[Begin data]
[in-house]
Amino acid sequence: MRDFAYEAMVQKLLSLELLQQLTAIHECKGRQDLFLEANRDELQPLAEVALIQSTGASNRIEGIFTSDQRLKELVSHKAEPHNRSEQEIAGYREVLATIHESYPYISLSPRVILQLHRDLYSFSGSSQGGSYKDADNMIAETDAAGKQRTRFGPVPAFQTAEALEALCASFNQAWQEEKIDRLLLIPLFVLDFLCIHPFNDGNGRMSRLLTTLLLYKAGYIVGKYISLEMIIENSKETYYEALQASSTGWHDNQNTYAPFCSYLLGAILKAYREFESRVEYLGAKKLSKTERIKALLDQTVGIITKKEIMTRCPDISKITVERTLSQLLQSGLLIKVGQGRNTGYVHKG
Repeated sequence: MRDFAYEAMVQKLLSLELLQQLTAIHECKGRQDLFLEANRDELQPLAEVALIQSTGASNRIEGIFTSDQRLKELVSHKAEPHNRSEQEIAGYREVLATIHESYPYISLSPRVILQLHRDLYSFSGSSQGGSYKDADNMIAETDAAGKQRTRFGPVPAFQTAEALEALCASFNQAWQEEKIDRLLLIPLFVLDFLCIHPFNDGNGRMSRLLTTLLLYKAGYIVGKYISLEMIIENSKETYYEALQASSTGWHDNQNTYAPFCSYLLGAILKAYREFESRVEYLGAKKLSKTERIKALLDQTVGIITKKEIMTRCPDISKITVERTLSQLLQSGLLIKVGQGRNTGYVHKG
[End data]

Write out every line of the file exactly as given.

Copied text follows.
[in-house]
Amino acid sequence: MRDFAYEAMVQKLLSLELLQQLTAIHECKGRQDLFLEANRDELQPLAEVALIQSTGASNRIEGIFTSDQRLKELVSHKAEPHNRSEQEIAGYREVLATIHESYPYISLSPRVILQLHRDLYSFSGSSQGGSYKDADNMIAETDAAGKQRTRFGPVPAFQTAEALEALCASFNQAWQEEKIDRLLLIPLFVLDFLCIHPFNDGNGRMSRLLTTLLLYKAGYIVGKYISLEMIIENSKETYYEALQASSTGWHDNQNTYAPFCSYLLGAILKAYREFESRVEYLGAKKLSKTERIKALLDQTVGIITKKEIMTRCPDISKITVERTLSQLLQSGLLIKVGQGRNTGYVHKG
Repeated sequence: MRDFAYEAMVQKLLSLELLQQLTAIHECKGRQDLFLEANRDELQPLAEVALIQSTGASNRIEGIFTSDQRLKELVSHKAEPHNRSEQEIAGYREVLATIHESYPYISLSPRVILQLHRDLYSFSGSSQGGSYKDADNMIAETDAAGKQRTRFGPVPAFQTAEALEALCASFNQAWQEEKIDRLLLIPLFVLDFLCIHPFNDGNGRMSRLLTTLLLYKAGYIVGKYISLEMIIENSKETYYEALQASSTGWHDNQNTYAPFCSYLLGAILKAYREFESRVEYLGAKKLSKTERIKALLDQTVGIITKKEIMTRCPDISKITVERTLSQLLQSGLLIKVGQGRNTGYVHKG